Socially Acceptable in Schools

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Social media has become so engrained in many individuals daily practices, so much so, that some don’t know how to cope without it. Platforms like Facebook, Twitter, Instagram, Vine, Snapchat, etc. have widened the doors of communication. We can now communicate to each other through photographs, videos, status updates, etc. While these social media venues are great for our daily social interactions, they seem to have a bad rap when it comes to being in our daily lives at school.

My question to all of you nay sayers or those of you on the fence, is this: Isn’t learning supposed to be a social experience? 

While there are large concerns like safety, privacy and ownership surrounding the use of social media, there are some wonderful benefits to utilizing these tools within the classroom. There must be some groundwork laid on our part as educators, simply because most of our current classroom practices are not ready to introduce the use of social media as an acceptable use of learning. Our students are also not accustomed to the use of social media for learning. In order to introduce and successful integrate the use of social media into the classroom, we must teach our students how to safely navigate and interact with social media for learning purposes. We must teach them about privacy and how anything posted leaves a permanent digital footprint. We must teach them how to properly borrow/share others original ideas, and how to protect their own. This will take quite a bit of time and effort on quite a few peoples part, however, the impact it will have on the learning experience can only be positive. “Social networking tools offer opportunities for innovative, participative pedagogical practice within traditional institutional frameworks. However, tensions continue to develop within this space: between creativity and security, personal and professional identity, privacy and openness. We argue that iSchools are uniquely positioned to create proactive, adaptive policies guiding the pedagogical use of social media and offer initial recommendations toward the crafting of such policies. If we expect information school graduates to be proficient and critical users of perpetually evolving social media technologies, we need to create learning environments that support the ethical, reflective and effective use of these tools” (Nathan, MacGougan, and Shaffer, pp. 112).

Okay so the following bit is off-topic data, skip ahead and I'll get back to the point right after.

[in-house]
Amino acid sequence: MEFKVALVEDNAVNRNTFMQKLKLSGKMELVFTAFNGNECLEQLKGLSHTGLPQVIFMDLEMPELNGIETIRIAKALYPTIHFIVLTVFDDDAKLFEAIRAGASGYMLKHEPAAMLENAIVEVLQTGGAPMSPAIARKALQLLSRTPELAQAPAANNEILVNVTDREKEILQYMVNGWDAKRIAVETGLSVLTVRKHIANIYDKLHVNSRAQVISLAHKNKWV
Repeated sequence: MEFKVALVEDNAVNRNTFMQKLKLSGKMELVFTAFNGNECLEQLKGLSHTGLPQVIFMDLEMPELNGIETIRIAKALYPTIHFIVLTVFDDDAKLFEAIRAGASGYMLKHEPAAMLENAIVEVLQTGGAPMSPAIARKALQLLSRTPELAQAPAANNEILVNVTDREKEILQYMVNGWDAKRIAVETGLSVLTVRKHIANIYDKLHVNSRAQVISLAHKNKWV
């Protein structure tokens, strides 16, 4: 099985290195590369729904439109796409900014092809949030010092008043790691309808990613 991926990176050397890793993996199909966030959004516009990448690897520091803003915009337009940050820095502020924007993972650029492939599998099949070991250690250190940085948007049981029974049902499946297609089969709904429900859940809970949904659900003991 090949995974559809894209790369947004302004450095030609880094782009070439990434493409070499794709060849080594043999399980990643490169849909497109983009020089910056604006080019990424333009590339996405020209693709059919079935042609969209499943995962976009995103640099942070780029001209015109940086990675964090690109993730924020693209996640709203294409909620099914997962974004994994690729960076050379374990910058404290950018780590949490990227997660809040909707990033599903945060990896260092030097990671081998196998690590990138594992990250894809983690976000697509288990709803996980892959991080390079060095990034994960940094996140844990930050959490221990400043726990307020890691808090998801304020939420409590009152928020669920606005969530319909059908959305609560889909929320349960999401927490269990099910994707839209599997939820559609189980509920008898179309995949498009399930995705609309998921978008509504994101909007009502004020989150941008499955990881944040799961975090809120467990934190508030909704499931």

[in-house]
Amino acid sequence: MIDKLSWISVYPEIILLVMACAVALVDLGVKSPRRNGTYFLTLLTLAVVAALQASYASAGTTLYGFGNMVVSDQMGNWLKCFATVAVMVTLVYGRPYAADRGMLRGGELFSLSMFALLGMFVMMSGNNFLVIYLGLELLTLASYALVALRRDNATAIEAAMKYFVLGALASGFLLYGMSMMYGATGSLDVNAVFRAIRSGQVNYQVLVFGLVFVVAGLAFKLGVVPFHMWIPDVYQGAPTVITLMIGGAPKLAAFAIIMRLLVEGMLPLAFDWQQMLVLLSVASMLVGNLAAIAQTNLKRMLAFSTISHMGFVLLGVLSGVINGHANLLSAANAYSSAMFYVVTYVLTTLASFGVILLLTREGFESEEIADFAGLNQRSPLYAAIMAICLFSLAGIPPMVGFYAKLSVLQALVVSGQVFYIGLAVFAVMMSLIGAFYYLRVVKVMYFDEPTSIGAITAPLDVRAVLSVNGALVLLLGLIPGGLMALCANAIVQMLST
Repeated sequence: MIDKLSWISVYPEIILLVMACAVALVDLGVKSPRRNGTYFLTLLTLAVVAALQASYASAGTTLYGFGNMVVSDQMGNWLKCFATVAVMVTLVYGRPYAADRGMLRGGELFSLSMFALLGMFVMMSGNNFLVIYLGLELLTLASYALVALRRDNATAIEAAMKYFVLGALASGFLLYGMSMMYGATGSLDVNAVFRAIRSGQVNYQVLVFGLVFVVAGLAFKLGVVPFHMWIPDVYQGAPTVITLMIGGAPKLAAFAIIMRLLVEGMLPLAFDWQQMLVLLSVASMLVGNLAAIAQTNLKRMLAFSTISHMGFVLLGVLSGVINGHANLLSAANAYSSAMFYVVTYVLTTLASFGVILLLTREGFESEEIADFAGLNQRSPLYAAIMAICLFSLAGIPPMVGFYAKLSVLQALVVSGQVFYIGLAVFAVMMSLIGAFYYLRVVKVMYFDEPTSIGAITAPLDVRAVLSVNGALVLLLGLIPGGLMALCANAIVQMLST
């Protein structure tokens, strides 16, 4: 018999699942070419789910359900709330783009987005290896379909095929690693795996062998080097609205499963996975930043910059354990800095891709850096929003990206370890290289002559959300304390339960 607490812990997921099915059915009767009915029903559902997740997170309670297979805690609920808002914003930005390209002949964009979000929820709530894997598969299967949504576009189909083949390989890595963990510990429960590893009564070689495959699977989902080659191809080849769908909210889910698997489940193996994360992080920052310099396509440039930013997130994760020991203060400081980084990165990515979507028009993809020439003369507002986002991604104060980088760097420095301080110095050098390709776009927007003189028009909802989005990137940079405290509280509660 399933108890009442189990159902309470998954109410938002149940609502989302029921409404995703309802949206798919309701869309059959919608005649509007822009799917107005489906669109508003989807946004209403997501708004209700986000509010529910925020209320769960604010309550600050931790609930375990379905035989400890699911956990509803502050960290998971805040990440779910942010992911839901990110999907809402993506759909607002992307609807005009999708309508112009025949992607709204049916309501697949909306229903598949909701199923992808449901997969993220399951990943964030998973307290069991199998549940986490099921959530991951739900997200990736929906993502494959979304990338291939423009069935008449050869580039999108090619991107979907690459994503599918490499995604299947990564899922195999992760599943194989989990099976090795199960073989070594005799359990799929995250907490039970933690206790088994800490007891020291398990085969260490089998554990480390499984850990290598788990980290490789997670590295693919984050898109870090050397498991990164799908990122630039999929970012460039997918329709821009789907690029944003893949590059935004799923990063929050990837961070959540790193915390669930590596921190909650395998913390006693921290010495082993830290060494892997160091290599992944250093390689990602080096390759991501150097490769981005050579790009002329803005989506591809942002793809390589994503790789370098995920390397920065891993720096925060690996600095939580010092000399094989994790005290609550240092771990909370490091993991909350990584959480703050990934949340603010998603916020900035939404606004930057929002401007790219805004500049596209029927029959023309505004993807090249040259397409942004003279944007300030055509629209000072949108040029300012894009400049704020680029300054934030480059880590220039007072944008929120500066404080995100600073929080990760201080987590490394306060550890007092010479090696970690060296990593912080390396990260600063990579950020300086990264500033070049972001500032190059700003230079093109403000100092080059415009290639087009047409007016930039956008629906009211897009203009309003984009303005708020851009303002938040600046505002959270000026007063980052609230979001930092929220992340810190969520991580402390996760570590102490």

The last argument that I would like to make, is pointed out in the quotation above. If companies are expecting to hire technologically savvy individuals who are well versed in an array of social media, then we must take the time to use these tools in our schools. Starting them off in college is not enough time for our students to figure out how to use social media tools for learning. I would go so far as to say that by college most of the students have been using social media for at least 5 to 6 years. That’s five to size years of untapped potential!

Here is a great article by Edutopia that will help you determine if social media is relevant, what the myths surrounding the use of social media in the classroom, and 12 ways teachers are already using social media in the classroom. Click here to read the full article:


Nathan, L., MacGougan, A., & Shaffer, E. (2014). If Not Us, Who? Social Media Policy and the iSchool Classroom. Journal of Education for Library and Information Science, 55(2), 112-132.


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